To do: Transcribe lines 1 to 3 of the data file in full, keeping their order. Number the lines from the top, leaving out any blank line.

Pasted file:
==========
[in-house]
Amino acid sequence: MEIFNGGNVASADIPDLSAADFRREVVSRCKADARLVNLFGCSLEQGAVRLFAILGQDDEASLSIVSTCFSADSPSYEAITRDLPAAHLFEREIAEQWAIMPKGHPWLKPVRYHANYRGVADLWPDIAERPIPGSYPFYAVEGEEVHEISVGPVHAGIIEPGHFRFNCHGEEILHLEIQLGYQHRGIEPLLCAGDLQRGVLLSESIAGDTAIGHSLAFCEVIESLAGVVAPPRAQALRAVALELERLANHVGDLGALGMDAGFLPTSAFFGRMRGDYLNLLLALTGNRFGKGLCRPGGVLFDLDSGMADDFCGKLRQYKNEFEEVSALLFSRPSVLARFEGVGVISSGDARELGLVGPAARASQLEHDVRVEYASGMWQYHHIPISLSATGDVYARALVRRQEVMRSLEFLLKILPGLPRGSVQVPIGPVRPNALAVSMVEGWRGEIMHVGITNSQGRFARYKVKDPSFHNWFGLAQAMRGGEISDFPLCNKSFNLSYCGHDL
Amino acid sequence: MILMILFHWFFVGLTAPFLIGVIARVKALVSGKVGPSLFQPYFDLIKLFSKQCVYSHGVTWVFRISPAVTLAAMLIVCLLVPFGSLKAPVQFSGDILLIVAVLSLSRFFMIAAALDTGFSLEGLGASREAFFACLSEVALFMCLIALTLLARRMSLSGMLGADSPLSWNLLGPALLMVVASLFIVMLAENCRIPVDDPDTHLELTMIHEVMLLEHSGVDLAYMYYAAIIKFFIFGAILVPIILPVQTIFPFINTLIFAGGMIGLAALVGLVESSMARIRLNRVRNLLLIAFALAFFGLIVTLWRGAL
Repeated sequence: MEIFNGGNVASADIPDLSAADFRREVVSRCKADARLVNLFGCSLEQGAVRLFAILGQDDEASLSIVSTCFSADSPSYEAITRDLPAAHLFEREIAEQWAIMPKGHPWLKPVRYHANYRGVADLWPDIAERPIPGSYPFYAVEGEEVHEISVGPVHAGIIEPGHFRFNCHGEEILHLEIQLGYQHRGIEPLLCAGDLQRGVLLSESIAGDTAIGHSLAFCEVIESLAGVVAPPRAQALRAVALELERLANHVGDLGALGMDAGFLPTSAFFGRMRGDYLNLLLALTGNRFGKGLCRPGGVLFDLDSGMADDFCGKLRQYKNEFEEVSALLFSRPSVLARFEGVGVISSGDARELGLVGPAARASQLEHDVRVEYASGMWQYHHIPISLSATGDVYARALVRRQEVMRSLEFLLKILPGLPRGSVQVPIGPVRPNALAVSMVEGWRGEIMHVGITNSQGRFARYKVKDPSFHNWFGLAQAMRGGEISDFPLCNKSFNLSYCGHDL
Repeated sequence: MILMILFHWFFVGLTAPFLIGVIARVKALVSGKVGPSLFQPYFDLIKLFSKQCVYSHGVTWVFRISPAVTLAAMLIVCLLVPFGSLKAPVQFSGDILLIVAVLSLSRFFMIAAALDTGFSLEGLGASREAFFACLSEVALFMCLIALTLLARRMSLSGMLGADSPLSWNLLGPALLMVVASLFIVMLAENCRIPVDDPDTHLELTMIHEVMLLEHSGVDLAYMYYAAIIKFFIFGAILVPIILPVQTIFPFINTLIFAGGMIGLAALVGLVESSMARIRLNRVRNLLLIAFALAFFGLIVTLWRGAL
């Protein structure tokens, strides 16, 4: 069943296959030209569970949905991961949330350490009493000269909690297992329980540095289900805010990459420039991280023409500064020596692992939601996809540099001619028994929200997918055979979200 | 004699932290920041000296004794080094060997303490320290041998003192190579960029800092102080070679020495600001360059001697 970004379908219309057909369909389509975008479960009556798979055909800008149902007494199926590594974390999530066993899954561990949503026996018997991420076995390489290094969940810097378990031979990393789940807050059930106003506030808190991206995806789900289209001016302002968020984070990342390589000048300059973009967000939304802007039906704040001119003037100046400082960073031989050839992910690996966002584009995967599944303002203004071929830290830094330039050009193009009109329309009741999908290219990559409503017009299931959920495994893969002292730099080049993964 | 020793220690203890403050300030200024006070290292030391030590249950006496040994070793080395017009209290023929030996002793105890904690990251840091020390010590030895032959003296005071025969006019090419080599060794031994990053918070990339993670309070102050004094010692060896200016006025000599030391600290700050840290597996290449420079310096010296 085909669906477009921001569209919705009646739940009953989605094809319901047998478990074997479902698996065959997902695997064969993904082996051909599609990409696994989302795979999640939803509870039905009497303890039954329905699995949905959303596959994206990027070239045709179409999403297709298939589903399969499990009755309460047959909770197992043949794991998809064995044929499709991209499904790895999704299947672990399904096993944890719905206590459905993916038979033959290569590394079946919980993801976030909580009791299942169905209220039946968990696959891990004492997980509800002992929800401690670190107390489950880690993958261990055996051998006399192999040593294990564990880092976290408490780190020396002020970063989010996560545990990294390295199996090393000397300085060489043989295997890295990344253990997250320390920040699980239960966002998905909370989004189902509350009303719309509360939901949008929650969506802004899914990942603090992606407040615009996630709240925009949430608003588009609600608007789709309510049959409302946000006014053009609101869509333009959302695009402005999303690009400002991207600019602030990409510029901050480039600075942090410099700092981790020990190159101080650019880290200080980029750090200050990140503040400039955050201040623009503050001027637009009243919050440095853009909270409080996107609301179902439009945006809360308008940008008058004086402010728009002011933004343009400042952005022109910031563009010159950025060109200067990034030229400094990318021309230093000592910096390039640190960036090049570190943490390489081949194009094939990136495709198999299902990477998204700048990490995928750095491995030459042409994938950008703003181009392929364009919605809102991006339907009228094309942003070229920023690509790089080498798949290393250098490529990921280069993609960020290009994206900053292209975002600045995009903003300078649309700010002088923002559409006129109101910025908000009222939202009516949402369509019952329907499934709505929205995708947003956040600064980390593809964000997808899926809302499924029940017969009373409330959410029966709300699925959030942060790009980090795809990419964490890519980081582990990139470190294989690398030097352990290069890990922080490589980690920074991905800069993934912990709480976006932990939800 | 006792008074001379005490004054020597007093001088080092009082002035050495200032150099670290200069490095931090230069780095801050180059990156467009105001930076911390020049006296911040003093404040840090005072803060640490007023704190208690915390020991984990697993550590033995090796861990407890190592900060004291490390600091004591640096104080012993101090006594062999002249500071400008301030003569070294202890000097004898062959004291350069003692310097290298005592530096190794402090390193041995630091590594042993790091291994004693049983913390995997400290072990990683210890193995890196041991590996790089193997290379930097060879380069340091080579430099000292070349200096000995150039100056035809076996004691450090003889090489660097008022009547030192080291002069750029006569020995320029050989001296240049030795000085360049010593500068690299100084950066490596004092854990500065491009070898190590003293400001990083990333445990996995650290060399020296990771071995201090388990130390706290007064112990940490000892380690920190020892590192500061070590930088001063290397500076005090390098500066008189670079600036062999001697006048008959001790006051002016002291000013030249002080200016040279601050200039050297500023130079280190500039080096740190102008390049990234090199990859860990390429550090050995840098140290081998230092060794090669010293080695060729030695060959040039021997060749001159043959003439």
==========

[in-house]
Amino acid sequence: MEIFNGGNVASADIPDLSAADFRREVVSRCKADARLVNLFGCSLEQGAVRLFAILGQDDEASLSIVSTCFSADSPSYEAITRDLPAAHLFEREIAEQWAIMPKGHPWLKPVRYHANYRGVADLWPDIAERPIPGSYPFYAVEGEEVHEISVGPVHAGIIEPGHFRFNCHGEEILHLEIQLGYQHRGIEPLLCAGDLQRGVLLSESIAGDTAIGHSLAFCEVIESLAGVVAPPRAQALRAVALELERLANHVGDLGALGMDAGFLPTSAFFGRMRGDYLNLLLALTGNRFGKGLCRPGGVLFDLDSGMADDFCGKLRQYKNEFEEVSALLFSRPSVLARFEGVGVISSGDARELGLVGPAARASQLEHDVRVEYASGMWQYHHIPISLSATGDVYARALVRRQEVMRSLEFLLKILPGLPRGSVQVPIGPVRPNALAVSMVEGWRGEIMHVGITNSQGRFARYKVKDPSFHNWFGLAQAMRGGEISDFPLCNKSFNLSYCGHDL
Amino acid sequence: MILMILFHWFFVGLTAPFLIGVIARVKALVSGKVGPSLFQPYFDLIKLFSKQCVYSHGVTWVFRISPAVTLAAMLIVCLLVPFGSLKAPVQFSGDILLIVAVLSLSRFFMIAAALDTGFSLEGLGASREAFFACLSEVALFMCLIALTLLARRMSLSGMLGADSPLSWNLLGPALLMVVASLFIVMLAENCRIPVDDPDTHLELTMIHEVMLLEHSGVDLAYMYYAAIIKFFIFGAILVPIILPVQTIFPFINTLIFAGGMIGLAALVGLVESSMARIRLNRVRNLLLIAFALAFFGLIVTLWRGAL